Two young anglers snagged a surprise catch off the waters of Bedok Jetty recently.
Teo Xue Shen and Ho Song Thye, both 23, were fishing recreationally at the jetty on Jan. 16 late at night.
The pair are part of Jives Fishing, a group that promotes sustainable fishing practices in Singapore.
Thought they caught a stingray
Speaking to Mothership, Teo shared that they initially thought a large stingray had taken the bait.
Teo and Ho only realised it was a shovelnose ray when it surfaced.
It took them around 6 minutes and 31 seconds to reel in the huge fish, as they faced some difficulties when trying to bring it up to the jetty while minimising harm, fatigue, and the time spent out of the water.
Hauling it out of the water, Teo estimated that the shovelnose ray was between 1.7m to 2m in length and weighed around 20kg.
Do "our best" by releasing critically endangered catches
They shared in a Instagram post on the Jives Fishing page that to catch an individual of this species is akin to reaching the pinnacle of surf fishing in Singapore.
This is likely due to its impressive size — they can reach up to 2.7m — and its rarity.
Shovelnose rays are classified as critically endangered by the International Union for Conservation of Nature (IUCN).
Due to its endangered status, Teo and Ho subsequently released it back into the waters after snapping a photo with their prized catch.
While it is Jives Fishing's goal to fish sustainably, the group said in their post that they understand the sentiments of those who want to keep their catches.
"The effort of thousands of casts, hundreds of hours of waiting, weathering the elements and so many other factors make a prized catch like this all the more coveted as a take-home feed for the family."
However, Jives Fishing believes that "some things are more important than that", and that by conserving the species, future generations of anglers will have the opportunity to marvel at the shovelnose ray like Teo and Ho did that night.
As such, they simply do the best they can to protect the species by releasing it back into the wild.
"Singapore does not have laws to protect this species (or any species for that matter) from recreational fishing. And if no one wants to be the 'idiot' who let their dinner swim free, then this fish is headed for extinction for sure. We don't know how far this individual will go in the conservation of the species, but at this point, we can only do our best."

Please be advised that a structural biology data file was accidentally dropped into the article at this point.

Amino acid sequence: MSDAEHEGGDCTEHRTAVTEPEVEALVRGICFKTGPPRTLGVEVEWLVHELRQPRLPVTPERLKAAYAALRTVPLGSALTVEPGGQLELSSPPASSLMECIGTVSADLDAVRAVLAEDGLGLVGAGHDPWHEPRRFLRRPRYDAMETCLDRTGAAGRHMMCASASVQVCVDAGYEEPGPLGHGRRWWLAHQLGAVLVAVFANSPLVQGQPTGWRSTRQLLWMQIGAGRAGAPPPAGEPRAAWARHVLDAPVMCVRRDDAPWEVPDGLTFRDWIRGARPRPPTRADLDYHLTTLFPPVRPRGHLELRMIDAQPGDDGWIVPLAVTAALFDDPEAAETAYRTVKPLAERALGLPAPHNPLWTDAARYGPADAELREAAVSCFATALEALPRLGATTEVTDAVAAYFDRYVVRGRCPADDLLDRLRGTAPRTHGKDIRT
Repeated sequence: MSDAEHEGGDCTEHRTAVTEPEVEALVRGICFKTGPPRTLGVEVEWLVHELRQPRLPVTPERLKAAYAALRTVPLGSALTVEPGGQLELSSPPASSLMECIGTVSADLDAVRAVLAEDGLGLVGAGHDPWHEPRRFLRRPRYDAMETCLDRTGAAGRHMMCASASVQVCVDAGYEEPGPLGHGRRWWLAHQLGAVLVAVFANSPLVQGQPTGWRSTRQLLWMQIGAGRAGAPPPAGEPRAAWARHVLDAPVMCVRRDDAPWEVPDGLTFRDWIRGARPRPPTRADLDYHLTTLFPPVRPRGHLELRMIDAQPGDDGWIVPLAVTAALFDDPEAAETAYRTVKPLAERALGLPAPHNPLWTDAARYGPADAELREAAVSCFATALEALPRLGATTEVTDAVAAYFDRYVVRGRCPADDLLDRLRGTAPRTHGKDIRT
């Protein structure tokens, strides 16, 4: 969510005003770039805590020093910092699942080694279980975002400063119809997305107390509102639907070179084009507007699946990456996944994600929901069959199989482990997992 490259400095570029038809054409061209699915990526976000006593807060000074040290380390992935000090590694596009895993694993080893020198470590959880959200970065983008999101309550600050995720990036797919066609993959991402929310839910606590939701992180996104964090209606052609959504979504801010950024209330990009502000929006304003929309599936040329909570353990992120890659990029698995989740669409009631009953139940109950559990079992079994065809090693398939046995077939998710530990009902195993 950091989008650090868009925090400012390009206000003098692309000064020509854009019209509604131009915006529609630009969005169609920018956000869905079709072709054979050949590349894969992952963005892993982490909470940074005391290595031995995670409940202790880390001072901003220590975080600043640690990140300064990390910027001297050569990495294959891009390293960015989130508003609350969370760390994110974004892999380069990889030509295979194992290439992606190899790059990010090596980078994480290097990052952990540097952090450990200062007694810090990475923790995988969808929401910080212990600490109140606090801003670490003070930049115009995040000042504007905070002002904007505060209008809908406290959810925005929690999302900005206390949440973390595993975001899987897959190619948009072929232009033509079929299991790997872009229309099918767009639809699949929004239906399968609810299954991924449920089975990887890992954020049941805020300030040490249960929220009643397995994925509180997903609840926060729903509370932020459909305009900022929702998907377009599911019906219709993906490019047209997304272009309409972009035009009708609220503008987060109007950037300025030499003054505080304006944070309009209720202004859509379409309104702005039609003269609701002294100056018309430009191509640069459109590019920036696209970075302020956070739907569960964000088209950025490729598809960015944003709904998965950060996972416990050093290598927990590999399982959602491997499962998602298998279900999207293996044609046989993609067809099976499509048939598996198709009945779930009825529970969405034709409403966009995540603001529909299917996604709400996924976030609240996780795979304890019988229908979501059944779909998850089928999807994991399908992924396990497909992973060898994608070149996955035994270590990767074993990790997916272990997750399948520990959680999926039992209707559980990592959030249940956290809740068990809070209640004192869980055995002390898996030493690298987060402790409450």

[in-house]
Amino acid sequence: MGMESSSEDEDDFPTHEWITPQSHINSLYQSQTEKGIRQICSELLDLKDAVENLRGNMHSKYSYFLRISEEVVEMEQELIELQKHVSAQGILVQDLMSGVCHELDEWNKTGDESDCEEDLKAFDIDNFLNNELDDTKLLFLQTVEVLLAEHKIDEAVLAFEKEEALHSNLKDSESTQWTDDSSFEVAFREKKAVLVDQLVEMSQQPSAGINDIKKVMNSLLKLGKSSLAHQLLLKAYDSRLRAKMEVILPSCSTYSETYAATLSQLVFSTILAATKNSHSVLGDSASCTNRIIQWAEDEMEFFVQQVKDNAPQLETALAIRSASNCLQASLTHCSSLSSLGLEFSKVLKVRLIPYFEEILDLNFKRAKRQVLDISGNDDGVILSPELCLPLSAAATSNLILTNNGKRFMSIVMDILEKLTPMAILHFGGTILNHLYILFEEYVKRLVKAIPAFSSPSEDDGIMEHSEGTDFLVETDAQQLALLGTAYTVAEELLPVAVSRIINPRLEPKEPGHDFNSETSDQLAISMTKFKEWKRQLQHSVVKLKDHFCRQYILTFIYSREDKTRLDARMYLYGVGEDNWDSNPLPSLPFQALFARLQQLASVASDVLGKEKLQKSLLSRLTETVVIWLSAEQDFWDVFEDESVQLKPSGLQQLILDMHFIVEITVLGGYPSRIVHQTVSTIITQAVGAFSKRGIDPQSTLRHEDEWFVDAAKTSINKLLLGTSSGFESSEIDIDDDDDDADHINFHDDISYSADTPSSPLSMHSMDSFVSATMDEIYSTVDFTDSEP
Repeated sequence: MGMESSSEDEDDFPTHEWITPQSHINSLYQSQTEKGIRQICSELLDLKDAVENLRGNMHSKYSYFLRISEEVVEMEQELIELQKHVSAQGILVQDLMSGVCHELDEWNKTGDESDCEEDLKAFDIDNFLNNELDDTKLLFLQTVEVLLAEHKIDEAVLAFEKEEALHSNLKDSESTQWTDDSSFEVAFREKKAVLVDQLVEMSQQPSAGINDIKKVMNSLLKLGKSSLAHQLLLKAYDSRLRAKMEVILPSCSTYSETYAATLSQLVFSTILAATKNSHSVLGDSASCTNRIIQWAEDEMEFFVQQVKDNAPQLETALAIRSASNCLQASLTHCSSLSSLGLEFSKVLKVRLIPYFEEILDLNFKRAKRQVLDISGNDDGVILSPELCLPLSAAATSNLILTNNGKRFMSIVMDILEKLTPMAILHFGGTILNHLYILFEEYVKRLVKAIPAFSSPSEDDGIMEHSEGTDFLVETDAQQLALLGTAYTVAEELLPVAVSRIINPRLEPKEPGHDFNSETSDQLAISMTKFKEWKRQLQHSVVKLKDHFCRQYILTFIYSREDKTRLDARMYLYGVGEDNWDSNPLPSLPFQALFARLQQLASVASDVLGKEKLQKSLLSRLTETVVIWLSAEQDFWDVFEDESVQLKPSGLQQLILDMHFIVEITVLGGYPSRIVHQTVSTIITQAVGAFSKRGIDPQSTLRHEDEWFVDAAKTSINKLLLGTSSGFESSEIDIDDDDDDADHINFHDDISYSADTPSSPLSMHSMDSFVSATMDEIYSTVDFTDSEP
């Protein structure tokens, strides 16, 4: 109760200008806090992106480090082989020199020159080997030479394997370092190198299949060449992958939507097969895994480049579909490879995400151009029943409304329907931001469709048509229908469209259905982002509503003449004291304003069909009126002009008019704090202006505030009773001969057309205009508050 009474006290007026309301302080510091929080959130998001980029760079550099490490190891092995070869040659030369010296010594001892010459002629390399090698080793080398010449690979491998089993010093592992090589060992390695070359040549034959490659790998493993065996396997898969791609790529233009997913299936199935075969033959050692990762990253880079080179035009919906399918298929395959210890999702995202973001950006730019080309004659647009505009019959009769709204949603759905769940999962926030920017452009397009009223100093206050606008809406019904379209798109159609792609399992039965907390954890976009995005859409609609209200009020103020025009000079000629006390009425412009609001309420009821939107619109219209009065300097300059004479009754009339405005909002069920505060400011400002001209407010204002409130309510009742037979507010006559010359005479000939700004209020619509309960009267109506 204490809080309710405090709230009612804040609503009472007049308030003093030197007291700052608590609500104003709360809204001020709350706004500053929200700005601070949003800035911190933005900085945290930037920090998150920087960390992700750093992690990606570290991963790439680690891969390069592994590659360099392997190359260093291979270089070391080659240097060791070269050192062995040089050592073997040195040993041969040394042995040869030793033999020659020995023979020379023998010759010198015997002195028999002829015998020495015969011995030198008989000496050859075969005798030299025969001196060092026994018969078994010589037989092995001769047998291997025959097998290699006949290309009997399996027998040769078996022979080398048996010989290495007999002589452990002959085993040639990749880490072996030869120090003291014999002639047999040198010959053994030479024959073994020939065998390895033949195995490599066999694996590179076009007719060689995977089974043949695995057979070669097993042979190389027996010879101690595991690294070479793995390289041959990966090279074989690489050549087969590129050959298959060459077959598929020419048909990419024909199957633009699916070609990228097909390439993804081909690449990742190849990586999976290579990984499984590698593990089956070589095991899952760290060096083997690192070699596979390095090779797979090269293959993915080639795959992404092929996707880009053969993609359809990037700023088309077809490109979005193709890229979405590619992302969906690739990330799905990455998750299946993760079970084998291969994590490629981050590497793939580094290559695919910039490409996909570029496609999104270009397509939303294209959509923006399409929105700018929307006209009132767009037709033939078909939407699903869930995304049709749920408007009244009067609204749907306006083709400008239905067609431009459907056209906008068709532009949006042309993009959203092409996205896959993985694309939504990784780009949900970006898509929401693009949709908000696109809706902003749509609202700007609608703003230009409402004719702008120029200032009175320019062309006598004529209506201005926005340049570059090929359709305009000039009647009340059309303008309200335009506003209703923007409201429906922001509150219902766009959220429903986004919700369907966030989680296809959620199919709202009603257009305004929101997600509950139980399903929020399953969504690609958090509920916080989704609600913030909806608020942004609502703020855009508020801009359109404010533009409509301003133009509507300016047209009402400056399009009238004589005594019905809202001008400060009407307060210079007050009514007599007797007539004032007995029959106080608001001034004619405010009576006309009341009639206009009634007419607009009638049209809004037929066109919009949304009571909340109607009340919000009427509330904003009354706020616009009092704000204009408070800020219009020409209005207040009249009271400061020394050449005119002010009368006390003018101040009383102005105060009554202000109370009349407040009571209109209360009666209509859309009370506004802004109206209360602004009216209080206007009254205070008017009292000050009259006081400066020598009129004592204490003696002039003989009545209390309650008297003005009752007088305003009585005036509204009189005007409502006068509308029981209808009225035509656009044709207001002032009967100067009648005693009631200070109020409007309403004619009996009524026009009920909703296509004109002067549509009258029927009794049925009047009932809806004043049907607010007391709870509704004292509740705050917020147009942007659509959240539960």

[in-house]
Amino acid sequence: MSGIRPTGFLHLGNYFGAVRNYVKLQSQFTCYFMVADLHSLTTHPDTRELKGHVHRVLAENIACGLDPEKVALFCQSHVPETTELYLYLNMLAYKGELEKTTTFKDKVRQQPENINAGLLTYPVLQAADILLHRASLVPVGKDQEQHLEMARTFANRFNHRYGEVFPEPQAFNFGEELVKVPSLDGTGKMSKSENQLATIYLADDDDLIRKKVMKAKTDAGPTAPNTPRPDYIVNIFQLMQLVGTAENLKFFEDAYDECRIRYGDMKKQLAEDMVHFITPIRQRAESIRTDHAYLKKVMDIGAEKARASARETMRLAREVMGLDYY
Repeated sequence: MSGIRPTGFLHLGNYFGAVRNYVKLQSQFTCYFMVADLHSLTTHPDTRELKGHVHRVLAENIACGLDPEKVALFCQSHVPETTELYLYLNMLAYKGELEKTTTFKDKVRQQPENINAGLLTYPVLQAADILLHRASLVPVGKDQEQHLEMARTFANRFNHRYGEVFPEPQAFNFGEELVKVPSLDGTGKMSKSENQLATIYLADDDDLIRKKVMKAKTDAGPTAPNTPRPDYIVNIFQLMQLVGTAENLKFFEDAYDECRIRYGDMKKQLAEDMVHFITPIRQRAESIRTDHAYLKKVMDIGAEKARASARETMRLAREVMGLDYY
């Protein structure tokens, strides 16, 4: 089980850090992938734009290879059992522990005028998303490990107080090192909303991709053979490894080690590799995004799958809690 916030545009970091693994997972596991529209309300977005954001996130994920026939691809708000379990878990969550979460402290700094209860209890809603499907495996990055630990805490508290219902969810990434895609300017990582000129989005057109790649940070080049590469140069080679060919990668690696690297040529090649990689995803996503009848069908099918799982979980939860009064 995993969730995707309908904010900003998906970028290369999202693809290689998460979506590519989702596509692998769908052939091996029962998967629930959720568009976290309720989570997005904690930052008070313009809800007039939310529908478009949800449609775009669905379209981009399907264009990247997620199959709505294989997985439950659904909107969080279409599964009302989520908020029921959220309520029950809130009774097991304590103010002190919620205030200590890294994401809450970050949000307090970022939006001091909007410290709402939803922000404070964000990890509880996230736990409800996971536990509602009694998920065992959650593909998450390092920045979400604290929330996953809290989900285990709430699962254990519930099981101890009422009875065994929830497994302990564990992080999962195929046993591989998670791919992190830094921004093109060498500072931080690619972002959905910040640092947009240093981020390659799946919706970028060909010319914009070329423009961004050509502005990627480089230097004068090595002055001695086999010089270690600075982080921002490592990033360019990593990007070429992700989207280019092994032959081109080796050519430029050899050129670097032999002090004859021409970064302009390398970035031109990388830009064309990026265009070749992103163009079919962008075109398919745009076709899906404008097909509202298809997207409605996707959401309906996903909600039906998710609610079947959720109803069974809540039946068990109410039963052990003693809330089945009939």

Here are some of Jives Fishing's other catches.
Jives Fishing decides which fishes to keep for consumption or release based on guidelines set up by Marine Stewards, a sustainable fishing group.
Marine Stewards' website also includes a list of the maturity lengths of fishes found in Singapore waters, to help anglers identify juveniles.
According to the National Parks Board (NParks), catch-and-release should apply to endangered species, juvenile fishes and brooding animals. In addition, fish caught but which will not be eaten should also be released.
In addition, NParks and Marine Stewards have put up an information board at Bedok Jetty, which showcases the common fish species found there, as well as a catch-and-release list.
More about the shovelnose ray
Shovelnose rays might look like sharks with their upward-pointing dorsal finds, but are actually rays, as their name suggests.
The species is critically endangered as individuals are often hunted for their meat, which is considered a delicacy and used in a dish known as "shark head".
In 2019, Mothership visited an NTUC FairPrice outlet and found shovelnose rays being sold at rather affordable prices.
They are also commonly seen being sold at Jurong Fishery Port.
And while international trade for critically endangered animals like the shovelnose ray is regulated by the Convention on International Trade in Endangered Species of Wild Fauna and Flora (CITES), such protection isn't extended to shovelnose rays that are caught in Singapore waters and sold locally.
Top photo from Jives Fishing